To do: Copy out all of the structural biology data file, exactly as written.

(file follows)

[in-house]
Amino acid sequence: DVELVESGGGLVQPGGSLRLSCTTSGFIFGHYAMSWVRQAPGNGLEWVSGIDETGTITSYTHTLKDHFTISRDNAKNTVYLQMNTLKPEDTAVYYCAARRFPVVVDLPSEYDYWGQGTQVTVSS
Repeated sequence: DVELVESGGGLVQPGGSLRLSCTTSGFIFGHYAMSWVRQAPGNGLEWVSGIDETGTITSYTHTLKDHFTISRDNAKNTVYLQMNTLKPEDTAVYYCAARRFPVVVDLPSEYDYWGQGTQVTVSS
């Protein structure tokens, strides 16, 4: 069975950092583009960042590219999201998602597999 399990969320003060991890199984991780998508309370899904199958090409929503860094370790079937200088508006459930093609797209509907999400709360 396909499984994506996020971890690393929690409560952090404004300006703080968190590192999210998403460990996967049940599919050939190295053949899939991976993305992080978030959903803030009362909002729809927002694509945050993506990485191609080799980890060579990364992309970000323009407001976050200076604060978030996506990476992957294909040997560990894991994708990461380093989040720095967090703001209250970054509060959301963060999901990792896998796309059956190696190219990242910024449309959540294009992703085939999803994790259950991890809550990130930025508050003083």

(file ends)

[in-house]
Amino acid sequence: DVELVESGGGLVQPGGSLRLSCTTSGFIFGHYAMSWVRQAPGNGLEWVSGIDETGTITSYTHTLKDHFTISRDNAKNTVYLQMNTLKPEDTAVYYCAARRFPVVVDLPSEYDYWGQGTQVTVSS
Repeated sequence: DVELVESGGGLVQPGGSLRLSCTTSGFIFGHYAMSWVRQAPGNGLEWVSGIDETGTITSYTHTLKDHFTISRDNAKNTVYLQMNTLKPEDTAVYYCAARRFPVVVDLPSEYDYWGQGTQVTVSS
């Protein structure tokens, strides 16, 4: 069975950092583009960042590219999201998602597999 399990969320003060991890199984991780998508309370899904199958090409929503860094370790079937200088508006459930093609797209509907999400709360 396909499984994506996020971890690393929690409560952090404004300006703080968190590192999210998403460990996967049940599919050939190295053949899939991976993305992080978030959903803030009362909002729809927002694509945050993506990485191609080799980890060579990364992309970000323009407001976050200076604060978030996506990476992957294909040997560990894991994708990461380093989040720095967090703001209250970054509060959301963060999901990792896998796309059956190696190219990242910024449309959540294009992703085939999803994790259950991890809550990130930025508050003083």